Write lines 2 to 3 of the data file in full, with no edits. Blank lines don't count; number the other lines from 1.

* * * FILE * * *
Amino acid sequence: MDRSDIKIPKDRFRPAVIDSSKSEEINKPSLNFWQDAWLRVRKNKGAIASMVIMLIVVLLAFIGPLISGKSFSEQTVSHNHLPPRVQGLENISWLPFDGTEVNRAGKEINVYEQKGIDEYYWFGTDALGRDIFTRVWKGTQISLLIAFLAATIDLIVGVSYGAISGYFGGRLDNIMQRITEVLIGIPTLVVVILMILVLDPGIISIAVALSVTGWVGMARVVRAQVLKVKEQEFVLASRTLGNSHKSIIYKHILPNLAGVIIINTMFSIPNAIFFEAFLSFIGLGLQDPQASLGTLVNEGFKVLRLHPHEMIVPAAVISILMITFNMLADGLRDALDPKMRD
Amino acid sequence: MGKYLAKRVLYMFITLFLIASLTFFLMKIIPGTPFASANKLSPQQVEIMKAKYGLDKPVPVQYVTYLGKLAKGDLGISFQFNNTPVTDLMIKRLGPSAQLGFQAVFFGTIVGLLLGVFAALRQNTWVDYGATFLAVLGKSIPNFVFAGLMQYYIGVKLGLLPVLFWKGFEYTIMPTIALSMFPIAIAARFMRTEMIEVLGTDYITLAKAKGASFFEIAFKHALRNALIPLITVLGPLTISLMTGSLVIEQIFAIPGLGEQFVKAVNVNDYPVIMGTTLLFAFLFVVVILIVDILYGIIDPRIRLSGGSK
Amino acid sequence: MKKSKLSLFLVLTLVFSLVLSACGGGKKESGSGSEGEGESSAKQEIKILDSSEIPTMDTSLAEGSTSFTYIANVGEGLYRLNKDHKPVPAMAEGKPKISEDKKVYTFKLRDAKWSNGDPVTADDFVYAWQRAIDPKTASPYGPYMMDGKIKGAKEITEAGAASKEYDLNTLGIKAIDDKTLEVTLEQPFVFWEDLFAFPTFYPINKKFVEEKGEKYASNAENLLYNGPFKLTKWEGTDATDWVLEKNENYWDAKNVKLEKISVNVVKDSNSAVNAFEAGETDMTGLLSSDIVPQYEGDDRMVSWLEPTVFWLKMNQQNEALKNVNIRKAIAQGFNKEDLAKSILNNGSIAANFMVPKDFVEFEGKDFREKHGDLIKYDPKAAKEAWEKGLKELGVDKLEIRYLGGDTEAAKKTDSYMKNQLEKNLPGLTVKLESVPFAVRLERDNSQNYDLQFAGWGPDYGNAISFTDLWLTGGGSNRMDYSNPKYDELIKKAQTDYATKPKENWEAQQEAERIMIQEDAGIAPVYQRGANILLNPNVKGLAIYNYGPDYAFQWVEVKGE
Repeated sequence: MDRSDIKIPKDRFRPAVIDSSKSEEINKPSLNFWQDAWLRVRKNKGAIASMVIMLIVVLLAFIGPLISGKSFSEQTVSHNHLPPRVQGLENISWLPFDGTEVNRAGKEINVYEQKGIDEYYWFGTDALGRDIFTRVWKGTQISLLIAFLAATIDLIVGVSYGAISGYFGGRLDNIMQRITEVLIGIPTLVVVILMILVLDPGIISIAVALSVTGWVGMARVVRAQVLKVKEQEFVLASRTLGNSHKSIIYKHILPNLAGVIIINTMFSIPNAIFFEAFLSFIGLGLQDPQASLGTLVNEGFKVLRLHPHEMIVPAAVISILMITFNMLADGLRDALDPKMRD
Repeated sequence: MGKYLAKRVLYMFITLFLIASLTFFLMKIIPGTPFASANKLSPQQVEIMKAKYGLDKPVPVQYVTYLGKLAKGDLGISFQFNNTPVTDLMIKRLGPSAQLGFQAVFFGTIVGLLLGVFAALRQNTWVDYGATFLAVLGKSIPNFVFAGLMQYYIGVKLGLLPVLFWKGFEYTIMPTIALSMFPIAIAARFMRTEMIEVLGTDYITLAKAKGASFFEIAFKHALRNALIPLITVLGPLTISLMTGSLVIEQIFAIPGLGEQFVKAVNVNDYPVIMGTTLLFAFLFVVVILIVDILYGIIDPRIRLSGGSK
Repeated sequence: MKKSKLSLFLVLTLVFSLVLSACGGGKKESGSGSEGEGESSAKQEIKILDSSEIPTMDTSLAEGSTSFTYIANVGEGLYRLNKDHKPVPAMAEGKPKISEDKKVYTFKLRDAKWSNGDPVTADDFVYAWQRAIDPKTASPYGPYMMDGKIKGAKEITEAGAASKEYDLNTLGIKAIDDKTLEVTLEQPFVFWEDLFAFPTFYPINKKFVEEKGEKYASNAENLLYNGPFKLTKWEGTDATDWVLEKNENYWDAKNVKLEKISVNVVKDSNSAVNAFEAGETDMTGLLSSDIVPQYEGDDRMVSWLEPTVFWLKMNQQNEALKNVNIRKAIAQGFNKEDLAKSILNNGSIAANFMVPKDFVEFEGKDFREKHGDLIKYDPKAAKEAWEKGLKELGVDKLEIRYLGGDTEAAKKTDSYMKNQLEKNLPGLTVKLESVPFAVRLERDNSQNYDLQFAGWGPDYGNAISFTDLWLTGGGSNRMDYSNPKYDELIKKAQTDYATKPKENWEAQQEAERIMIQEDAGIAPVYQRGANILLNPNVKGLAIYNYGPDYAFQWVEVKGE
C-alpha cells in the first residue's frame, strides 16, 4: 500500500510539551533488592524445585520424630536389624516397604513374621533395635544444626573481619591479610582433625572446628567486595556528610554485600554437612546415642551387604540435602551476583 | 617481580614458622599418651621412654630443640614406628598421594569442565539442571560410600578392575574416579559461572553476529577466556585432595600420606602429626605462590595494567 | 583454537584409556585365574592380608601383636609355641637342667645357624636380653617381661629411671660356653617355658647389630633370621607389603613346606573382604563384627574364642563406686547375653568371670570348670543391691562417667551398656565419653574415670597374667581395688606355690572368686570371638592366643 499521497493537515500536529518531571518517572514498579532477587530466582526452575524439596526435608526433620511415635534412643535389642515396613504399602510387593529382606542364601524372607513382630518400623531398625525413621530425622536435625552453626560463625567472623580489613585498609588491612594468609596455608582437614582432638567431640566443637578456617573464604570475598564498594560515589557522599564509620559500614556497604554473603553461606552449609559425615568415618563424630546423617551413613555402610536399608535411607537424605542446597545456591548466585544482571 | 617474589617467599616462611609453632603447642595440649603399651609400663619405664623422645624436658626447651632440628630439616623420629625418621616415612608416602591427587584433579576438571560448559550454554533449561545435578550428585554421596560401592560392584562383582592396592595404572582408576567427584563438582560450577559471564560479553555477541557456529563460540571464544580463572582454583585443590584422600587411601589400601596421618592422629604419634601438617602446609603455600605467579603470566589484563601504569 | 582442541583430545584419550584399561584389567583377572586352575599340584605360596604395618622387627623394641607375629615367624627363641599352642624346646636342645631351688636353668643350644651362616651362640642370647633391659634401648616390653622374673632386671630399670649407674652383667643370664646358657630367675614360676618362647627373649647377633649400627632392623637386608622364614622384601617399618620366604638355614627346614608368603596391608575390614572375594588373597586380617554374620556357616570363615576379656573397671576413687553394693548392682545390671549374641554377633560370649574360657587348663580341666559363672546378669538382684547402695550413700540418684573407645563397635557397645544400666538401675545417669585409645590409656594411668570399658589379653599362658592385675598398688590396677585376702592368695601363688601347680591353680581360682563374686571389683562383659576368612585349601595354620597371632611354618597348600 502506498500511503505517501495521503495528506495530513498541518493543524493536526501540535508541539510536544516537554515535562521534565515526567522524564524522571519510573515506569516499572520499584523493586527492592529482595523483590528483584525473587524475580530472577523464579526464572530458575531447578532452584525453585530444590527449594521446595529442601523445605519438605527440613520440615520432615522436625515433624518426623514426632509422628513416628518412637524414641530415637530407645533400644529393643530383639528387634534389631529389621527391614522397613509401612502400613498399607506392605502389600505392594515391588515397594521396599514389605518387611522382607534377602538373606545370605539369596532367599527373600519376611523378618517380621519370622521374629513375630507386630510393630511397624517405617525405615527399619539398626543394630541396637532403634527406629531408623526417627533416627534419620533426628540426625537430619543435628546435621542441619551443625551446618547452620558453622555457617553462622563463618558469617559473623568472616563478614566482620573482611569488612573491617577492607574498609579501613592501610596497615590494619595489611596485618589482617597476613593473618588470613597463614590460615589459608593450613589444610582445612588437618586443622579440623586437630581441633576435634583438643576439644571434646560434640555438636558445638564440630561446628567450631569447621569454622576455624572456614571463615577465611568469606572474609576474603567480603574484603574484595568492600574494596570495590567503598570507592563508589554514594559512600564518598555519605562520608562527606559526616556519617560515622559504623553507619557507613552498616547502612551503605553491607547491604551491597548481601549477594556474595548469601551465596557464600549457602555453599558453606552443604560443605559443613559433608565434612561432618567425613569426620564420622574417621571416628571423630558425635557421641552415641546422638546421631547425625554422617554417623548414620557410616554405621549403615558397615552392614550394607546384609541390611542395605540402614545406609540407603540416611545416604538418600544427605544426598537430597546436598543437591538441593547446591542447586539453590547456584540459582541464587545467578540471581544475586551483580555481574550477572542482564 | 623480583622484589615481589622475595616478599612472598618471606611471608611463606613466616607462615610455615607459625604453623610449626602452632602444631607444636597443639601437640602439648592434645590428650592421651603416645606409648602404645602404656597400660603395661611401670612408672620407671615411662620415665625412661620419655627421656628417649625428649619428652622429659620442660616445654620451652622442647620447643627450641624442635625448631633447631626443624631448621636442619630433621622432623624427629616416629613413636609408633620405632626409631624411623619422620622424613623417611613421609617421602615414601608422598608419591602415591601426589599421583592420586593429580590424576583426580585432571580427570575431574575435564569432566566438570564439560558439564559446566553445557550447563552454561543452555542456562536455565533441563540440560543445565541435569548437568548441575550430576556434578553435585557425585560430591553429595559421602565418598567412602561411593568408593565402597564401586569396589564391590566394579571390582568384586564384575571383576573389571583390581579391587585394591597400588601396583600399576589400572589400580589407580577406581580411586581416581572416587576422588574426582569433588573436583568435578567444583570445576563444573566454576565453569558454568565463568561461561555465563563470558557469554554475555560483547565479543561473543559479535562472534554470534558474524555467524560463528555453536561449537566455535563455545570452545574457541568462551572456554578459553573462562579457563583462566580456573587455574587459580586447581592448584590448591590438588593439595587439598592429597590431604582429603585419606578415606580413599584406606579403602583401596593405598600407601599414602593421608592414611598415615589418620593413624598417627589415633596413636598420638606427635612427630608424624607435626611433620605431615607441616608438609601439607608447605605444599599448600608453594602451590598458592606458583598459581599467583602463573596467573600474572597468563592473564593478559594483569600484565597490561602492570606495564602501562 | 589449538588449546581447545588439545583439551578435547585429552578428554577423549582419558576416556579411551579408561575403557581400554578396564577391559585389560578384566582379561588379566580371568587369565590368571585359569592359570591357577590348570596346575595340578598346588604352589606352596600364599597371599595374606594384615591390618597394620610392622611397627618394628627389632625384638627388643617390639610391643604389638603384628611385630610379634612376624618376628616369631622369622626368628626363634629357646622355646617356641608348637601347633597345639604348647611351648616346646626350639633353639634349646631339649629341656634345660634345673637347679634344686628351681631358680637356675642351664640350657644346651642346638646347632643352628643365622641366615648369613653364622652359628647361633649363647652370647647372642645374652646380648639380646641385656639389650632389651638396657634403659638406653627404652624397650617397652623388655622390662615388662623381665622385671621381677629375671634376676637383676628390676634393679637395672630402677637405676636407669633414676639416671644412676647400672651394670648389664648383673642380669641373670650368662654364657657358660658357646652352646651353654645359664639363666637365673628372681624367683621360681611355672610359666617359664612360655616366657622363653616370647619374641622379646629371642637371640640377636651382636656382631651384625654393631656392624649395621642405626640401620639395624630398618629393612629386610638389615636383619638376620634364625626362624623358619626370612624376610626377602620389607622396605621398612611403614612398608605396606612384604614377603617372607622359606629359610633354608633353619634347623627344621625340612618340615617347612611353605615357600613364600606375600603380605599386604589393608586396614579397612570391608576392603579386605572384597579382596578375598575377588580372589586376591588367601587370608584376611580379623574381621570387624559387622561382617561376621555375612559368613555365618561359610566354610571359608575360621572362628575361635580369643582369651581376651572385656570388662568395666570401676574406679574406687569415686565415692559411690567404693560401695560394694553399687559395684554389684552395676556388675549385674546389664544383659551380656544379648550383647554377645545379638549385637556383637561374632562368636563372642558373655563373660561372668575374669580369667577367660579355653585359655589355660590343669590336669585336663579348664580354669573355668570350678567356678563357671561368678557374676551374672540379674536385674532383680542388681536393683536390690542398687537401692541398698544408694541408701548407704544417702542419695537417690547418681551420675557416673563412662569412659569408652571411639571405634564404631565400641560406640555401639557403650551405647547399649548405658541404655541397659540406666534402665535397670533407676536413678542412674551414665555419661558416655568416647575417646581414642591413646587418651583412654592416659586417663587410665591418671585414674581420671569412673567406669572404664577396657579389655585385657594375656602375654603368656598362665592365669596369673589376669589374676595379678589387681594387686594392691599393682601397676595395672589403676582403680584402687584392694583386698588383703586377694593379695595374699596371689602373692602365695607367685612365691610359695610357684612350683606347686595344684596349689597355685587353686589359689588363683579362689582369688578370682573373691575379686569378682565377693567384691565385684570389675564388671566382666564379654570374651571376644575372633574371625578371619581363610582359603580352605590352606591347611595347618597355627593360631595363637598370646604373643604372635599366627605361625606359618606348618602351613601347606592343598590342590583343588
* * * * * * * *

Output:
Amino acid sequence: MGKYLAKRVLYMFITLFLIASLTFFLMKIIPGTPFASANKLSPQQVEIMKAKYGLDKPVPVQYVTYLGKLAKGDLGISFQFNNTPVTDLMIKRLGPSAQLGFQAVFFGTIVGLLLGVFAALRQNTWVDYGATFLAVLGKSIPNFVFAGLMQYYIGVKLGLLPVLFWKGFEYTIMPTIALSMFPIAIAARFMRTEMIEVLGTDYITLAKAKGASFFEIAFKHALRNALIPLITVLGPLTISLMTGSLVIEQIFAIPGLGEQFVKAVNVNDYPVIMGTTLLFAFLFVVVILIVDILYGIIDPRIRLSGGSK
Amino acid sequence: MKKSKLSLFLVLTLVFSLVLSACGGGKKESGSGSEGEGESSAKQEIKILDSSEIPTMDTSLAEGSTSFTYIANVGEGLYRLNKDHKPVPAMAEGKPKISEDKKVYTFKLRDAKWSNGDPVTADDFVYAWQRAIDPKTASPYGPYMMDGKIKGAKEITEAGAASKEYDLNTLGIKAIDDKTLEVTLEQPFVFWEDLFAFPTFYPINKKFVEEKGEKYASNAENLLYNGPFKLTKWEGTDATDWVLEKNENYWDAKNVKLEKISVNVVKDSNSAVNAFEAGETDMTGLLSSDIVPQYEGDDRMVSWLEPTVFWLKMNQQNEALKNVNIRKAIAQGFNKEDLAKSILNNGSIAANFMVPKDFVEFEGKDFREKHGDLIKYDPKAAKEAWEKGLKELGVDKLEIRYLGGDTEAAKKTDSYMKNQLEKNLPGLTVKLESVPFAVRLERDNSQNYDLQFAGWGPDYGNAISFTDLWLTGGGSNRMDYSNPKYDELIKKAQTDYATKPKENWEAQQEAERIMIQEDAGIAPVYQRGANILLNPNVKGLAIYNYGPDYAFQWVEVKGE